Being a minority in a populous country like USA is not easy. And after the 9/11 attack, it’s even worse if you’re a Muslim. At a time when people stereotype Muslims as “terrorists,” a new revolutionary move by USA to shut schools to celebrate Eidul Azha comes as a welcome change.

New York City marked a milestone in the fight for equality of minority communities as 1.1 million children are set to take the day off to mark Eidul Azha.

This is the first time when 1800 schools in America’s largest school district will close for a Muslim festival, a day after Yom Kippur, the holiest day in the Jewish calendar.

Mayor Bill de Blasio announced the policy in March stating that schools will observe 2 days off for Eid-ul-fitr and Eidul Azha, in addition to major Christian and Jewish holidays.

“As an imam as well as a parent I am very happy, I’m sure this kind of policy from the government will push Muslims further to feel a sense of belonging,” said Imam Shamsi Ali, director of the Jamaica Muslim Center in Queens.

Among the 10 million Muslims living in America, about a million stay in NYC – one tenth of the entire Muslim population.

Following NYC’s example, 7 other school districts including New Jersey, Massachusetts and Vermont have also declared a holiday on the Muslim festival of sacrifice.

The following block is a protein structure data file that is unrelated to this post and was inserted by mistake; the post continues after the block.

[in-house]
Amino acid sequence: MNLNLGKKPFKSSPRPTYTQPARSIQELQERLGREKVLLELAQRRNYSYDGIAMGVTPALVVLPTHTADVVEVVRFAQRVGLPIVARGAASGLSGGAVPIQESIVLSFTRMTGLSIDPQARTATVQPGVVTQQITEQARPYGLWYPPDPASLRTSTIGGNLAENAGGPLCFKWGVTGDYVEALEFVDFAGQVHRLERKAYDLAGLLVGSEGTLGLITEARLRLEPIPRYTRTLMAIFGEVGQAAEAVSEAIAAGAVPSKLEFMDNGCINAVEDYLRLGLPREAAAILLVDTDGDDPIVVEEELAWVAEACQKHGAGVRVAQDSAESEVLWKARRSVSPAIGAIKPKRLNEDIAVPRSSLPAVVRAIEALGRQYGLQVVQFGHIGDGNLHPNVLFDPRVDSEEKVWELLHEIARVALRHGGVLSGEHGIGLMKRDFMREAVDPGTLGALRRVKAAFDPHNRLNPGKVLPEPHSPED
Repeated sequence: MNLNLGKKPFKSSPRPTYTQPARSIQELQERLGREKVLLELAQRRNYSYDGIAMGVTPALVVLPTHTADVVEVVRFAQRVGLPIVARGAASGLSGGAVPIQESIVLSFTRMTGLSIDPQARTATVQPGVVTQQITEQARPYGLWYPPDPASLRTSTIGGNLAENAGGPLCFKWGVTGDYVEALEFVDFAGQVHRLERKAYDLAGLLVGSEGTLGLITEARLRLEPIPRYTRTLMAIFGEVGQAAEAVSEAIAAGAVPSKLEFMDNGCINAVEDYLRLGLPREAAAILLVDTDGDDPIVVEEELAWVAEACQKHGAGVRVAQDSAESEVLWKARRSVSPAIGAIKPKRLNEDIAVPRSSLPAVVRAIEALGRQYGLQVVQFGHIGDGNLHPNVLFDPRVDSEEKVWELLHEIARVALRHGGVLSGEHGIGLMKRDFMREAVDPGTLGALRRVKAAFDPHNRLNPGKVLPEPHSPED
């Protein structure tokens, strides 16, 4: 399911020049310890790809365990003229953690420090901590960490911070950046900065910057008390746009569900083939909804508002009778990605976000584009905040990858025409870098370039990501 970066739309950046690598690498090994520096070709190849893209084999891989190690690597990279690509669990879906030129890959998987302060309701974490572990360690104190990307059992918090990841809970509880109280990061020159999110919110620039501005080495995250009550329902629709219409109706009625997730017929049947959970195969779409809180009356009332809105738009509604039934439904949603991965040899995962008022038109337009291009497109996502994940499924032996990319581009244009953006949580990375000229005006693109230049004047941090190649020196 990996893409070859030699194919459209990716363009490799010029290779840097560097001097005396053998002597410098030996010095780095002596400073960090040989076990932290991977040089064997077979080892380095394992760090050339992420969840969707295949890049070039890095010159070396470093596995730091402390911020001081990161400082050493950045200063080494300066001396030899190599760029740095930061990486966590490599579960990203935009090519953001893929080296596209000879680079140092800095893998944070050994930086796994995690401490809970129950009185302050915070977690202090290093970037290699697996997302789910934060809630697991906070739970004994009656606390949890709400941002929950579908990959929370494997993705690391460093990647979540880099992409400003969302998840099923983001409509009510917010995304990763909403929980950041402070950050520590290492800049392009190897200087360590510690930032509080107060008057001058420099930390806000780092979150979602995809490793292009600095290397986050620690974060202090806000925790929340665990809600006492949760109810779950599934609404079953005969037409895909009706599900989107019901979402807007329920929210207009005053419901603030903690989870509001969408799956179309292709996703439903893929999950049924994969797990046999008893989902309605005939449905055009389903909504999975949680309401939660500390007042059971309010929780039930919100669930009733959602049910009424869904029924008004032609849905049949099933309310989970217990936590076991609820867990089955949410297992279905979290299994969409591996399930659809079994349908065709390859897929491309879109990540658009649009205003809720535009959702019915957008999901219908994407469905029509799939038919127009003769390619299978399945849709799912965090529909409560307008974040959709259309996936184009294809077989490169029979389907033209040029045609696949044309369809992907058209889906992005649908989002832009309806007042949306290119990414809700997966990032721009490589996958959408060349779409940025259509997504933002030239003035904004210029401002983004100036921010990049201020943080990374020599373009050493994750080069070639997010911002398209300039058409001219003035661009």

Earlier this year, the Empire State Building was lit up in green to celebrate Eid-ul-fitr. Activists hope that the incorporation of Muslim holidays in national calendars will make Islam a more mainstream and accepted religion, not only in the USA but also in the west, and effectively help combat Islamophobia.

The holiday also comes at an apt time considering the recent instances of violence against minorities.

In the last two weeks alone, a Sikh American was so viciously beaten in Chicago and called a “terrorist” and a 14-year-old Muslim teenager from Texas was arrested for building a clock that teachers thought was a bomb.

The example set by New York makes the plight of Muslim recognition in the USA an uphill struggle. This is a small but hard-won victory at a time when American Muslims complain of growing Islamophobia and worsening anti-Muslim rhetoric.